Multituberculata

Anne Weil, David W. Krause

Research output: Chapter in Book/Report/Conference proceedingChapter

18 Citations (Scopus)

Abstract

INTRODUCTION The Multituberculata are named for their unusual teeth, which have multiple molar cusps, or “tubercles,” arranged in longitudinal rows. Although now extinct, multituberculates were among the most successful of mammals by any criterion. Multituberculata is the longest-lived order within Mammalia, with a range extending from at least the Kimmeridgian (Late Jurassic) to the Chadronian (late Eocene). Multituberculates were widely distributed and are known from throughout Laurasia. Isolated teeth and tooth fragments suggest that they were also present in the Cretaceous of Africa (Sigogneau-Russell, 1991; Hahn and Hahn, 2003) and Madagascar (Krause et al., 2006) and possibly from Argentina (Kielan-Jaworowska et al., 2004). Multituberculates were diverse and common – so much so that they are commonly employed as stratigraphic index fossils in the Late Cretaceous and Paleocene of North America (Krause, 1982a; Savage and Russell, 1983; Lillegraven and McKenna, 1986; Sloan, 1987). The greatest known diversity of multituberculates for any single area and time period is that of the North American middle Paleocene, but in recent years burgeoning numbers of newly described taxa from the Cretaceous of North America (Eaton, 1995; Eaton and Cifelli, 2001), and the Cretaceous of Asia (Kielan-Jaworowska and Nessov, 1992; Rougier, Novacek, and Dashzeveg, 1997) have suggested that our documentation of the group remains woefully incomplete. Where they occur in North America, multituberculates are common.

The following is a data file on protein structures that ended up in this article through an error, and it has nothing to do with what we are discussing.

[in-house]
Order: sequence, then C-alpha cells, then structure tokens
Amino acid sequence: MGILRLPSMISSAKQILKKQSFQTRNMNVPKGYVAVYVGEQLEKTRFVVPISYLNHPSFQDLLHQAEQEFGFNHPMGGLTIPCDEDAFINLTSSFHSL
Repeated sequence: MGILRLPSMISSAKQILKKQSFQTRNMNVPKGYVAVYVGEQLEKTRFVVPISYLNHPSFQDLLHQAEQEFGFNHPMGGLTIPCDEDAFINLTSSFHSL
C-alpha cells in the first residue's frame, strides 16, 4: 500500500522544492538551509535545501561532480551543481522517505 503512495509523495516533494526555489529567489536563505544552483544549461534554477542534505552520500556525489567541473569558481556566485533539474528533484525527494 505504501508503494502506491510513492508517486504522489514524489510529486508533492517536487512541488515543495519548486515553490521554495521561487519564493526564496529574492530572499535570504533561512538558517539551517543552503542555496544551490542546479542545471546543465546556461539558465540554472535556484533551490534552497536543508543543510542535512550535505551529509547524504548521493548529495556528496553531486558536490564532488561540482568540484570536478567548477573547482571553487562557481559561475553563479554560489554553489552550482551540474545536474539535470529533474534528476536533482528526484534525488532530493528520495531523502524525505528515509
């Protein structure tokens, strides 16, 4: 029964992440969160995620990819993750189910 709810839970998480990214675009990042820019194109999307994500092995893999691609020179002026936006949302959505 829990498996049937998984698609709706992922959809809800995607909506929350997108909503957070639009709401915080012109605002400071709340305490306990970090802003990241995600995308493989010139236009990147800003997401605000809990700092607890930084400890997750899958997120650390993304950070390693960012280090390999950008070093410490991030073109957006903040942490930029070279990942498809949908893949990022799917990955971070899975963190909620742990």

Original languageEnglish
Title of host publicationEvolution of Tertiary Mammals of North America
Subtitle of host publicationVolume 2: Small Mammals, Xenarthrans, and Marine Mammals
PublisherCambridge University Press
Pages19-38
Number of pages20
ISBN (Electronic)9780511541438
ISBN (Print)9780521781176
DOIs
StatePublished - 1 Jan 2008

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Cretaceous
Teeth
Asia
Mammalia
Incomplete
Madagascar
Argentina
Documentation
Taxon
Africa
Mammals
Cusp
Fossil

Cite this

Weil, A., & Krause, D. W. (2008). Multituberculata. In Evolution of Tertiary Mammals of North America: Volume 2: Small Mammals, Xenarthrans, and Marine Mammals (pp. 19-38). Cambridge University Press. https://doi.org/10.1017/CBO9780511541438.003
Weil, Anne ; Krause, David W. / Multituberculata. Evolution of Tertiary Mammals of North America: Volume 2: Small Mammals, Xenarthrans, and Marine Mammals. Cambridge University Press, 2008. pp. 19-38
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Weil, A & Krause, DW 2008, Multituberculata. in Evolution of Tertiary Mammals of North America: Volume 2: Small Mammals, Xenarthrans, and Marine Mammals. Cambridge University Press, pp. 19-38. https://doi.org/10.1017/CBO9780511541438.003

Multituberculata. / Weil, Anne; Krause, David W.

Evolution of Tertiary Mammals of North America: Volume 2: Small Mammals, Xenarthrans, and Marine Mammals. Cambridge University Press, 2008. p. 19-38.

Research output: Chapter in Book/Report/Conference proceedingChapter

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Weil A, Krause DW. Multituberculata. In Evolution of Tertiary Mammals of North America: Volume 2: Small Mammals, Xenarthrans, and Marine Mammals. Cambridge University Press. 2008. p. 19-38 https://doi.org/10.1017/CBO9780511541438.003